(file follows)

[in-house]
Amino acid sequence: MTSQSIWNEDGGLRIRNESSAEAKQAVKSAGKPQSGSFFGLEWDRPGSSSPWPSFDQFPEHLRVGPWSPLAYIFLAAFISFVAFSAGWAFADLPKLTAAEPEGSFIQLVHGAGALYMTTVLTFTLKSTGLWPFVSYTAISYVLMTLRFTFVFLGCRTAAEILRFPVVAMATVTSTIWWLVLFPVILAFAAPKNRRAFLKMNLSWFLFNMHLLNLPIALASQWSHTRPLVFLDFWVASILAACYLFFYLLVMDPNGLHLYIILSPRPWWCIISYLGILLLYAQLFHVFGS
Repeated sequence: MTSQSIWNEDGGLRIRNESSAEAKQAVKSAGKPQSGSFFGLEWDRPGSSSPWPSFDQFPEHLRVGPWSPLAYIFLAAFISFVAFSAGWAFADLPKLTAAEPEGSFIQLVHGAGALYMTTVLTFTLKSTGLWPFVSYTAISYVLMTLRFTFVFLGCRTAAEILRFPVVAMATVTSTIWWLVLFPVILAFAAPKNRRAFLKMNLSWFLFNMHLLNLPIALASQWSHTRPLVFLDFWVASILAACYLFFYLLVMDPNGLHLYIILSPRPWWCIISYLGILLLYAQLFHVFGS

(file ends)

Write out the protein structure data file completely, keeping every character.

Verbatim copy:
[in-house]
Amino acid sequence: MTSQSIWNEDGGLRIRNESSAEAKQAVKSAGKPQSGSFFGLEWDRPGSSSPWPSFDQFPEHLRVGPWSPLAYIFLAAFISFVAFSAGWAFADLPKLTAAEPEGSFIQLVHGAGALYMTTVLTFTLKSTGLWPFVSYTAISYVLMTLRFTFVFLGCRTAAEILRFPVVAMATVTSTIWWLVLFPVILAFAAPKNRRAFLKMNLSWFLFNMHLLNLPIALASQWSHTRPLVFLDFWVASILAACYLFFYLLVMDPNGLHLYIILSPRPWWCIISYLGILLLYAQLFHVFGS
Repeated sequence: MTSQSIWNEDGGLRIRNESSAEAKQAVKSAGKPQSGSFFGLEWDRPGSSSPWPSFDQFPEHLRVGPWSPLAYIFLAAFISFVAFSAGWAFADLPKLTAAEPEGSFIQLVHGAGALYMTTVLTFTLKSTGLWPFVSYTAISYVLMTLRFTFVFLGCRTAAEILRFPVVAMATVTSTIWWLVLFPVILAFAAPKNRRAFLKMNLSWFLFNMHLLNLPIALASQWSHTRPLVFLDFWVASILAACYLFFYLLVMDPNGLHLYIILSPRPWWCIISYLGILLLYAQLFHVFGS